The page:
Storm destroys C Hill flag, downs power lines |

Storm destroys C Hill flag, downs power lines

Karl Horeis
Tod Jennings talks on his cell phone to let others know about damage to the C Hill Flag while trying to shelter his son Noah Jennings, 4, from the high winds. High winds came across the top of C Hill unchecked and tore several areas of the flag apart and caused some damage to the support frame as well. Photo by Brian Corley

Even before the snow started falling Saturday evening, winds gusting up to 70 mph scoured Carson City, knocking down power lines, tearing the roof off an apartment building and destroying the C Hill flag.

The Carson City team of the American Red Cross was standing by to open an emergency shelter for people without power. They were ready to act by 7 p.m. — the same time snow started falling on Carson City. Residents evacuated the Cherry Creek Apartments at 3179 South Carson Street behind the Out Of Bounds Board Shop after much of the roof was blown off.

The National Weather Service in Reno reported winds gusting up to 134 mph above 10,000 feet along the Sierra Crest.

By 5 p.m. Saturday, the C Hill flag was almost totally shredded.

“The flag is gone,” said Gilbert Ayarbe, a co-creator of the flag. “I don’t think there’s anything we can do for the flag now.”

He said there are already plans in the works to create a new one if needed.

Josh Buscay, who has also been involved in the flag since the beginning, went up the hill to see if what he could do to secure it.

“We removed the stripes that were torn up and secured the ones that weren’t as best we could,” Buscay said.

He went up with his brothers Adam and Jeremy, friends Robert Achen and Pascal Carpiaux and girlfriend Brittany McClelland.

Buscay said the winds were so strong it made walking difficult and they were actually knocked down during the rescue effort.

“I don’t know if this one is salvageable but if it’s not, we’re going to put up a better one,” Buscay said.

Tod Jennings also went up C Hill to check on the flag Saturday.

“My son and I were driving over to the train museum and we looked up there and said, ‘That doesn’t look good.'”

He said the wind had blown off several stripes and part of the blue field and stars.

“The wind was so bad,” he said, “that I said to my son, ‘Let me carry you so the wind doesn’t carry you off.'”

Meanwhile at the Train Museum where the free Santa Train rides were offered, a woman received a head injury after a tent blew over and struck her.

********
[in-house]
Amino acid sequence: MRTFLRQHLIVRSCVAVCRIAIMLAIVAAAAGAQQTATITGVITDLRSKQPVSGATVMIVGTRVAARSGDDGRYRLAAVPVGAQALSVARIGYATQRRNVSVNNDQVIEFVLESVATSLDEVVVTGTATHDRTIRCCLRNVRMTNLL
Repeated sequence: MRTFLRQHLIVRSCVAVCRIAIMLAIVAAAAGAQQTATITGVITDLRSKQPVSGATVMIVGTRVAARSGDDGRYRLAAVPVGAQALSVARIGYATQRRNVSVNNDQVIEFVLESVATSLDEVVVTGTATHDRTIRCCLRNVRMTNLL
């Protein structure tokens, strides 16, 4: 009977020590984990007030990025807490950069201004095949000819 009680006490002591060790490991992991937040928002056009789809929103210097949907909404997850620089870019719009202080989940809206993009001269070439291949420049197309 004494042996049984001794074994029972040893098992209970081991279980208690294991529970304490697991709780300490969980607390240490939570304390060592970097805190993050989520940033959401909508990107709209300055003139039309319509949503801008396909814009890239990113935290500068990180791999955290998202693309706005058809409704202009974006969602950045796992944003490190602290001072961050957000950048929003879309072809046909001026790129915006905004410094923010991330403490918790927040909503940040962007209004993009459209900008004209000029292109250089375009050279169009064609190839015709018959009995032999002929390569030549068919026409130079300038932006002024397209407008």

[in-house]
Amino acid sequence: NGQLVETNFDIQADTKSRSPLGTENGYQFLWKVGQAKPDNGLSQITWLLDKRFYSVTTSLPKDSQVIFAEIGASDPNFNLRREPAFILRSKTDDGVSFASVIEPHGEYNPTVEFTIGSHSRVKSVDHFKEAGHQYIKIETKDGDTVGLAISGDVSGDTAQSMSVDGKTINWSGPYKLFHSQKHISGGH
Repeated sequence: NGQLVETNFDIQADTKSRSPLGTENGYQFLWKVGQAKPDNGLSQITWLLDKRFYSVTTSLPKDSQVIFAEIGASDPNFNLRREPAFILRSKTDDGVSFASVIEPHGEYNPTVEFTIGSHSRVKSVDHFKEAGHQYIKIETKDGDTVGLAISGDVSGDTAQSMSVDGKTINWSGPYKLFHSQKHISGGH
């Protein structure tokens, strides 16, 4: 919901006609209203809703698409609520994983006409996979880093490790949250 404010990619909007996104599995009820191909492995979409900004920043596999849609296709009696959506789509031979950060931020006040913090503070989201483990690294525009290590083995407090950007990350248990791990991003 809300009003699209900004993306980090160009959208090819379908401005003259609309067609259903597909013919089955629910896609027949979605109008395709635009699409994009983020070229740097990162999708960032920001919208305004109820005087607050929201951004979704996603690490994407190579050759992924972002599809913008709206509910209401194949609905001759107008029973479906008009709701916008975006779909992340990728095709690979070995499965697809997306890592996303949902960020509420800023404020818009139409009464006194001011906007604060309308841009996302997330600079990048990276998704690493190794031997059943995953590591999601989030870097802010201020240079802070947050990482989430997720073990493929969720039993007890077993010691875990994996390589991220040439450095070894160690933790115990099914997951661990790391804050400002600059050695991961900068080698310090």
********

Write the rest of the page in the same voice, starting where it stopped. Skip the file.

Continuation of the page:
Jennings warned Buscay and Carpiaux before they went up C Hill that if they were holding pieces of the flag fabric when the wind gusted, they should let go so they’re not blown off the hill.

The flag is property of the C Hill Foundation.

Dan Mooney, president of the foundation, plans to call a meeting as soon as possible to make the decision about what needs to be done. Part of the problem, he says, is that the current 14 milimeter-thick flag material hasn’t held up so they’ll likely have to use a more expensive 18 milimeter-thick version. The material for the original C Hill flag cost about $3,000.

Mooney hopes the insurance on the 120-by-67-foot flag, which was renewed just two weeks ago, will cover the damage.

Saturday’s storm also caused widespread power outages. Power was out in East Carson near the Empire Ranch Golf Course where a power pole tipped halfway over on Stanton Drive.

On the west side of Carson City, power was out in the C Hill area and power lines were reportedly arching — flashing purple light on the descending clouds as darkness fell. Power was also out for most of Dayton starting at about 1 p.m., and in Minden and the Gardnerville Ranchos.

Firefighters in Storey County, where all power went out at noon, had responded to 22 different calls by 9 p.m. Saturday, from down lines and limbs to getting batteries to elderly folks.

Storey deputies moved their dispatch center down to the fire station after the power was cut, because the backup generator failed as well. Virginia City recently missed getting a federal grant to have the generator replaced.

“We sure could have used that today,” said County Duty Chief Joe Curtis.

Chains or snow tires were required three miles up Highway 50 west where spun-out cars lined the road, on Kingsbury Grade, Interstate 80 West of Reno, Highway 50 from Meyers to Twin Bridges and on State Route 431 up Mount Rose. There was a wind advisory prohibiting campers and trailers through Washoe Valley.

In other storm-related events, a Mor Furniture For Less truck was reported blown off Mottsville Road in Gardnerville, a car hit the guard rail on Spooner Summit and a squatter’s fire got out of control in the wind behind the Carson City dump on Flint Drive. No one was reported hurt in any of those incidents.

Today a break is expected in the turbulent weather, but a new wave of weather is forecast for Monday.

“It could get real windy again on Monday ahead of the next round of precipitation which will come in later in the day,” said Larry Brown, meteorologist with the National Weather Service in Reno.

About 8-10 inches of snow were expected at the level of Lake Tahoe this morning by 9 a.m., according to Brown.

“Above 7,500 feet there could be a foot or two,” he said.

“There’ll be very little, if any, snow on the valley floor,” he said. “It’s very hard to pin point it.”

The weather expected to come in Monday should be equal to, and possibly more intense than, what hit the area on Saturday.


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